After months of serious preparation we can now announce that the dates for the Cockleshell Endeavour’s Falkland Islands kayak have been set. On 12th March two former Royal Marines and Falkland’s veterans, Mick Dawson, 50, and Steve Grenham, 51, will leave the UK to embark on a historic adventure which will see them kayak around part of the Falkland Islands, visiting key military sites en route to mark 35 years since the conflict.
The expedition is expected to take 10-12 days and is being carried out to raise awareness of the issue of Post-Traumatic Stress Disorder amongst veterans and serving armed forces personnel. As well as facing freezing conditions, wildlife including orcas and whales, and unexploded mines left over from the conflict, one half of the team, Steve, will also be dealing with his own symptoms of PTSD.
Steve has been affected by the symptoms of PTSD for a number of years, a situation he feels may be relate back to his experiences both in the Falklands' war and tours of Northern Ireland. However, since he has been involved in the Cockleshell Endeavour and training for the Falkland’s kayak he has experienced a significant improvement in his symptoms.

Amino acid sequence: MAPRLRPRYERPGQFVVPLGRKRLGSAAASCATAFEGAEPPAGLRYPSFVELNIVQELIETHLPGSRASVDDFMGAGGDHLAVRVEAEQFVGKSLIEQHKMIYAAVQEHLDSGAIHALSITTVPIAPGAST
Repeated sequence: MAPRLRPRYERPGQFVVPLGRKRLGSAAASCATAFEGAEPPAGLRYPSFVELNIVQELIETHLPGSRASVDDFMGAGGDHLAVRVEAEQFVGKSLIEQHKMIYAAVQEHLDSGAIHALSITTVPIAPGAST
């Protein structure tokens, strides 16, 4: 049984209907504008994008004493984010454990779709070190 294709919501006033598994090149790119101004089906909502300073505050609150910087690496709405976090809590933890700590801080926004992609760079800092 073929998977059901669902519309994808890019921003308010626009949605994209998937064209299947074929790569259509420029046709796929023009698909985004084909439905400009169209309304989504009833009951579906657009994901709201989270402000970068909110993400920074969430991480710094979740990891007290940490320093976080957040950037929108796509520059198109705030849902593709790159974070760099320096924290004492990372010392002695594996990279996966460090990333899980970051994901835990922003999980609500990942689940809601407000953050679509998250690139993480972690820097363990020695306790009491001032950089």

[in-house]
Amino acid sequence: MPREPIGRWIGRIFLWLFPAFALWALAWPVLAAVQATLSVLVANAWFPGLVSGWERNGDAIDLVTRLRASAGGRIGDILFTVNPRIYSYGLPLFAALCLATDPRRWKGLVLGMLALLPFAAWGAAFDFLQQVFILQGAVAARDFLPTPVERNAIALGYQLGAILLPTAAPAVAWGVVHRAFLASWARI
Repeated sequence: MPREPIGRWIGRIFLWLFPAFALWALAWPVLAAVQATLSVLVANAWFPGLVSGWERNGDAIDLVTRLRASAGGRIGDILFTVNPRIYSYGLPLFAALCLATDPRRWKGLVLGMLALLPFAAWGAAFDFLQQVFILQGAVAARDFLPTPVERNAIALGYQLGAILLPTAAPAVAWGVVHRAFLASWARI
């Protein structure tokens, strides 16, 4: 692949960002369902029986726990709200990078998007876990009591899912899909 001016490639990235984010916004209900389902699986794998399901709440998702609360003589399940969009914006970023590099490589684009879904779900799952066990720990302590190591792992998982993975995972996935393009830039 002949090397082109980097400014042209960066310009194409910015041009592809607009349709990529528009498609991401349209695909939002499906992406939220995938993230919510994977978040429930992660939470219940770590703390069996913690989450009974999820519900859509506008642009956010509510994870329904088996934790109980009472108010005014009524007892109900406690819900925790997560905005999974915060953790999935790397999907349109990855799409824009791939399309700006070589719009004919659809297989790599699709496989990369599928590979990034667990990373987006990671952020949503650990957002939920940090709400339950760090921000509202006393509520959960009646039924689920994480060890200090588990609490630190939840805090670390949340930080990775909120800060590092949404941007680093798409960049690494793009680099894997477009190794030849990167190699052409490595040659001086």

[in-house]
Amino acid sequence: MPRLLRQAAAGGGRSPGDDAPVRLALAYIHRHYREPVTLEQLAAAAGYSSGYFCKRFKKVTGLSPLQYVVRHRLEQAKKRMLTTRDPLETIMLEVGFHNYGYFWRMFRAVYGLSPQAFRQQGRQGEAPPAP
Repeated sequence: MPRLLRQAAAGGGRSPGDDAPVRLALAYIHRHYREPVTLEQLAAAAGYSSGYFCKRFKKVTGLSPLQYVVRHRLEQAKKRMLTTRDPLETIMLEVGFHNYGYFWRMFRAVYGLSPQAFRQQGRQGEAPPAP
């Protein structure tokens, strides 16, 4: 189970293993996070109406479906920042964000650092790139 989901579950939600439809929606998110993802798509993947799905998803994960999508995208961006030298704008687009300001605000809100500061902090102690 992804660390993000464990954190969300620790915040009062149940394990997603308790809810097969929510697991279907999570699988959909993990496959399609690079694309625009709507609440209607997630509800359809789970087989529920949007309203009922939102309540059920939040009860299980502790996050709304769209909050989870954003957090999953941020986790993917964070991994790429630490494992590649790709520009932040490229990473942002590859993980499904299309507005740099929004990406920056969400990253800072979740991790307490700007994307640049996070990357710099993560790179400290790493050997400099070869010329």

Before embarking on this challenge both Steve and Mick were novice kayakers so have had to learn how to kayak effectively as well as train in skills that could potentially save their lives during the kayak. This preparation has involved completing a number of steadily increasing challenges, including competing in The Devizes to Westminster Canoe/Kayak race in April 2015 and The Yukon River Quest in June 2015.
Mick and Steve are using this endeavour to raise money for the Royal Marine Charity. To donate visit https://www.justgiving.com/fundraising/Cockleshell-Endeavour
The number of UK service personnel diagnosed with Post Traumatic Stress Disorder rose by a fifth last year according to Ministry of Defence figures, while there was also a 12 per cent increase in the rate of mental disorders as a whole, including depression and anxiety. However it is believed this figure is actually much higher, with many current service men and women and former members of the armed forces suffering in silence.